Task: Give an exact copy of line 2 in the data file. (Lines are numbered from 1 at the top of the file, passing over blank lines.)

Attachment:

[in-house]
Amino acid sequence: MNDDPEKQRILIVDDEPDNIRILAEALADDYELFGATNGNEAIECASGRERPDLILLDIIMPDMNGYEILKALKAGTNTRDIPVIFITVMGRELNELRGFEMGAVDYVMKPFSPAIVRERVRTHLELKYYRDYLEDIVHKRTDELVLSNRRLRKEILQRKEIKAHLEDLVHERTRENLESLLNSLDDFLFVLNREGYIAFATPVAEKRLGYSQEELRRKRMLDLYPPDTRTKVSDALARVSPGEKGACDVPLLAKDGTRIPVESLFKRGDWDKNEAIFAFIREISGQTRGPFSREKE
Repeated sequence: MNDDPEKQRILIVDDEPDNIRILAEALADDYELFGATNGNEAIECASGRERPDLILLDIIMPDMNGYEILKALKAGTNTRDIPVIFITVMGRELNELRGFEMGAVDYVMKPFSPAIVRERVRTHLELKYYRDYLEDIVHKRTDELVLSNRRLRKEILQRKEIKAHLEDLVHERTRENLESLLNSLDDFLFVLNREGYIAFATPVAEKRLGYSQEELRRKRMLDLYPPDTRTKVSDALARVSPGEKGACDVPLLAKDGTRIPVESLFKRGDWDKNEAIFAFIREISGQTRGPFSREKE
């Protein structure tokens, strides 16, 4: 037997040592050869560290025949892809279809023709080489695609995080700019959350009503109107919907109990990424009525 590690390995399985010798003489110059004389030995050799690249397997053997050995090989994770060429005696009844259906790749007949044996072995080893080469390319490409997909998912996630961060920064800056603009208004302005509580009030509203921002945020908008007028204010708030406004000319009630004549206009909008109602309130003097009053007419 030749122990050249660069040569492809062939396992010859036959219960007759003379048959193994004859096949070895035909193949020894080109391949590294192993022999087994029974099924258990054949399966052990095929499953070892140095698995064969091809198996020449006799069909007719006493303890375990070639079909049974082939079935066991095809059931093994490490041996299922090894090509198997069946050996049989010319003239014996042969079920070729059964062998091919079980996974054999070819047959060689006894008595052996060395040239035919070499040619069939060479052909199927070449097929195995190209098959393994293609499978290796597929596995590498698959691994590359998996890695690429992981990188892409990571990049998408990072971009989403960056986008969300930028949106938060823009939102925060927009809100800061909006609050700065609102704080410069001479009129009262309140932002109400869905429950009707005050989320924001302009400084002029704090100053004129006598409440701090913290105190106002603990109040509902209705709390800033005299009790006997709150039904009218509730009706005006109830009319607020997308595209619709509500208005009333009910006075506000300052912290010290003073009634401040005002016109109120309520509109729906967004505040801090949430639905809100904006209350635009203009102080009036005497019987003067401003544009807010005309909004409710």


Amino acid sequence: MNDDPEKQRILIVDDEPDNIRILAEALADDYELFGATNGNEAIECASGRERPDLILLDIIMPDMNGYEILKALKAGTNTRDIPVIFITVMGRELNELRGFEMGAVDYVMKPFSPAIVRERVRTHLELKYYRDYLEDIVHKRTDELVLSNRRLRKEILQRKEIKAHLEDLVHERTRENLESLLNSLDDFLFVLNREGYIAFATPVAEKRLGYSQEELRRKRMLDLYPPDTRTKVSDALARVSPGEKGACDVPLLAKDGTRIPVESLFKRGDWDKNEAIFAFIREISGQTRGPFSREKE